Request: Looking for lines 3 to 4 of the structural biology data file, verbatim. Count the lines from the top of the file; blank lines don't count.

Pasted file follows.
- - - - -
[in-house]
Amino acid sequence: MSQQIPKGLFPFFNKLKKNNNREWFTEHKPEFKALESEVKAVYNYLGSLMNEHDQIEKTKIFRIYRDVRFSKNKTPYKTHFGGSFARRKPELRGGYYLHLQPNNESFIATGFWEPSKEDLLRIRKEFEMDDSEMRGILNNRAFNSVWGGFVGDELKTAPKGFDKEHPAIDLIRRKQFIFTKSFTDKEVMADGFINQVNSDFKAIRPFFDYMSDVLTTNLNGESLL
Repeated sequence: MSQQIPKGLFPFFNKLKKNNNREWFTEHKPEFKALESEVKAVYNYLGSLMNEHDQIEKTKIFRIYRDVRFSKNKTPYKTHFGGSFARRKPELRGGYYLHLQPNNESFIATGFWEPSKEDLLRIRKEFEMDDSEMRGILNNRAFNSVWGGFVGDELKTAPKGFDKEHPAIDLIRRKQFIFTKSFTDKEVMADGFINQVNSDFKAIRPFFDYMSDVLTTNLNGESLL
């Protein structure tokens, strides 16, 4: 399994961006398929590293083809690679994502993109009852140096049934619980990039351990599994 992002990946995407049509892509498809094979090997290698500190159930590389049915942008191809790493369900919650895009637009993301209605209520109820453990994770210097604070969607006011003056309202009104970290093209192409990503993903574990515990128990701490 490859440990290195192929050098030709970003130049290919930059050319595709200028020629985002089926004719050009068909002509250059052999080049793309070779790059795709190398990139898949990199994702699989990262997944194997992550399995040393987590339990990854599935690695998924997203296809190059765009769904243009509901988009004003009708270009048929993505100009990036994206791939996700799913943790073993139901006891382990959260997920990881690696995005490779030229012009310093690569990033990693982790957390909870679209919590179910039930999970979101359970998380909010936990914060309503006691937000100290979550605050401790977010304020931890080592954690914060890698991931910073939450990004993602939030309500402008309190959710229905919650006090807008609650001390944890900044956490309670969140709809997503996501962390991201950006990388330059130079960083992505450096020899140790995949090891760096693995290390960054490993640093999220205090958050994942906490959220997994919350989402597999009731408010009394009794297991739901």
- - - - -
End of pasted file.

Repeated sequence: MSQQIPKGLFPFFNKLKKNNNREWFTEHKPEFKALESEVKAVYNYLGSLMNEHDQIEKTKIFRIYRDVRFSKNKTPYKTHFGGSFARRKPELRGGYYLHLQPNNESFIATGFWEPSKEDLLRIRKEFEMDDSEMRGILNNRAFNSVWGGFVGDELKTAPKGFDKEHPAIDLIRRKQFIFTKSFTDKEVMADGFINQVNSDFKAIRPFFDYMSDVLTTNLNGESLL
């Protein structure tokens, strides 16, 4: 399994961006398929590293083809690679994502993109009852140096049934619980990039351990599994 992002990946995407049509892509498809094979090997290698500190159930590389049915942008191809790493369900919650895009637009993301209605209520109820453990994770210097604070969607006011003056309202009104970290093209192409990503993903574990515990128990701490 490859440990290195192929050098030709970003130049290919930059050319595709200028020629985002089926004719050009068909002509250059052999080049793309070779790059795709190398990139898949990199994702699989990262997944194997992550399995040393987590339990990854599935690695998924997203296809190059765009769904243009509901988009004003009708270009048929993505100009990036994206791939996700799913943790073993139901006891382990959260997920990881690696995005490779030229012009310093690569990033990693982790957390909870679209919590179910039930999970979101359970998380909010936990914060309503006691937000100290979550605050401790977010304020931890080592954690914060890698991931910073939450990004993602939030309500402008309190959710229905919650006090807008609650001390944890900044956490309670969140709809997503996501962390991201950006990388330059130079960083992505450096020899140790995949090891760096693995290390960054490993640093999220205090958050994942906490959220997994919350989402597999009731408010009394009794297991739901």